Public opposition delays deep sea mine project
High stakes for PNG as Garnaut and BHP lashed

Real estate growth in PNG overlooks low cost sector

Oxford Business Group

Property development in Airvos AvenueFOREIGN INVESTMENT HAS BEEN FLOWING into Papua New Guinea real estate ever since the $15.7bn ExxonMobil-led liquefied natural gas project was announced.

In just five years, real estate development surpassed the total of the previous 15 years, transforming the once peripheral real estate market into one of the region’s best-performing sectors. However the growth has come at a cost.

New investments disproportionately favour high-end residential and commercial properties offering the highest returns and have exacerbated the pre-existing shortage of affordable housing.

Rent for up-market units, for example, more than doubled in just four years to between K5,500 and K8,000 a week.

This has led to a migration into shanty towns and informal housing settlements across the country, and rocketing construction costs have further eroded investor interest in the low-cost segment.

According to LJ Hooker Real Estate, one-third of Port Moresby’s population, including almost 50% of the middle-class work-force, is affected by housing shortages.

This means there is further potential for growth, particularly in the lower and middle-class real estate segments.

A widely anticipated reduction in construction costs post-2014 may help realise the sector’s potential, with assistance from both public and private sectors.

The fledgling Office of Urbanisation’s ambitious blueprints to provide affordable housing nationwide could provide the necessary catalyst for change.

Some 27 cities and urban centres, including five designated “mega-cities”, with projected populations of over one million people (Port Moresby, Lae, Wewak, Tari and Kokopo), have been earmarked for urban renewal and expansion under the National Urbanisation Policy 2010-30.

Two affordable housing pilot developments are already underway in Torama Valley, Port Moresby, and the Goroka Valley.

As PNG’s real estate market faces an inevitable price correction in the coming years, the availability of more affordable housing for the lower and middle-income segments should increase.


Feed You can follow this conversation by subscribing to the comment feed for this post.

Tony Flynn

I grew up in a terrace house in England near Liverpool. These brick houses must be now over 100 years old.

They were built onto the footpath and had a tiny back yard. Any one who wanted a garden could rent an allotment where kids like me could steal rhubarb and strawberries.

They have been converted to have a bathroom and toilet inside since my days of an outside toilet.

Housing development here has been influenced heavily by the Australian "house on a suburban block". Other tropical countries have two and three story brick terraces which appear to be acceptable to the people.

We can fit many more people into low cost high density housing in the inner city areas. Forget about the House and Suburban Block.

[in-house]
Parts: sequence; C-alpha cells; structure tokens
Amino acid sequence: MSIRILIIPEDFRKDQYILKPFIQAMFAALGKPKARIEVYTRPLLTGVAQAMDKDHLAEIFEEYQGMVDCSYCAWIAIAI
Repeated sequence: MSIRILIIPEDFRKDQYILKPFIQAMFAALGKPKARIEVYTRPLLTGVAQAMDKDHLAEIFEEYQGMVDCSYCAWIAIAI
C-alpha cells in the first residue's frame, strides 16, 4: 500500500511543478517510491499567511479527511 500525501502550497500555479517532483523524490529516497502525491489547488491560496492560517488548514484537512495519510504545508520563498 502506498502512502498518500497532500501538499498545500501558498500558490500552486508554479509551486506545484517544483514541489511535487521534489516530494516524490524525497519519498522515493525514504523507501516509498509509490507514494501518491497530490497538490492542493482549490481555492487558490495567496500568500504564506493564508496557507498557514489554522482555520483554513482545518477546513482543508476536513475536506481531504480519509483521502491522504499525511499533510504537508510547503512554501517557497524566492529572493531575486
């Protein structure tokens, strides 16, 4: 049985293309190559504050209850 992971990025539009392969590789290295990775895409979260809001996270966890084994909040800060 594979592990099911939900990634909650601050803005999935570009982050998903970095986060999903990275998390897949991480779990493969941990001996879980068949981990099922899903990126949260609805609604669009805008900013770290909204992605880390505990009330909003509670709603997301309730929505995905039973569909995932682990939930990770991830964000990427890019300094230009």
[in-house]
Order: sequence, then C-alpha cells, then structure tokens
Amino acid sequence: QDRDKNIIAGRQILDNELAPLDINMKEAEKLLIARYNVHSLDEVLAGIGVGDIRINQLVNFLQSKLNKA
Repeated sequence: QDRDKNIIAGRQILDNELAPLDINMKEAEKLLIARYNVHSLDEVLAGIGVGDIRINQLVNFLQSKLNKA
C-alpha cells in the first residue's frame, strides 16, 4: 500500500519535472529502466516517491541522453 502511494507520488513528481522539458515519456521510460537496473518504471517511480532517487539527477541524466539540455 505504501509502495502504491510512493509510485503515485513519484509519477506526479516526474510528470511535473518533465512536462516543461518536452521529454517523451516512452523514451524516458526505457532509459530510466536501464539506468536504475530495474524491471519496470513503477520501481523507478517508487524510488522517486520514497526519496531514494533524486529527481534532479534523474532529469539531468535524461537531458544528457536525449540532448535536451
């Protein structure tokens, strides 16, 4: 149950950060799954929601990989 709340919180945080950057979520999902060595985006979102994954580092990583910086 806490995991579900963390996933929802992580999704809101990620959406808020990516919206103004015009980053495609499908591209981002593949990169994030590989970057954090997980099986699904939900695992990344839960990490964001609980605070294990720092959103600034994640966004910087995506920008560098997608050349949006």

Rich people should live in the suburbs - they have got cars. Let the not so well off populate the inner city areas in high density housing.

Without the use of insecure and unreliable public transport life would be more supportable.

Steven Gimbo

The bubble will burst soon enough and all prices will come tumbling down, including a nationwide recession. Our economists haven't learnt from the US, Japan, Europe and now China.

China spent billions investing in high class real estate and pushing prices until the bubble burst, now some of their cities are ghost cities, empty of tenants. The story is the same of the US, Japan, and Europe.

Real estate in PNG must be regulated and prices kept at a minimum so we do not experience this.

Right now investors are borrowing so much to invest in real estate and at the same time keeping the prices at a maximum high, but there will come a time, when they can't find the tenants, then they cant repay the debt, and then all comes crashing down around them and us!

Then it will be too late!

Ronald Nawa

I do not have visibilty on other housing projects in Port Moresby but there is a lot of activity along the 8-9 Mile area.

With these developments + others when are we likely to start seeing real estate price correction?

Verify your Comment

Previewing your Comment

This is only a preview. Your comment has not yet been posted.

Your comment could not be posted. Error type:
Your comment has been saved. Comments are moderated and will not appear until approved by the author. Post another comment

The letters and numbers you entered did not match the image. Please try again.

As a final step before posting your comment, enter the letters and numbers you see in the image below. This prevents automated programs from posting comments.

Having trouble reading this image? View an alternate.


Post a comment

Comments are moderated, and will not appear until the author has approved them.

Your Information

(Name and email address are required. Email address will not be displayed with the comment.)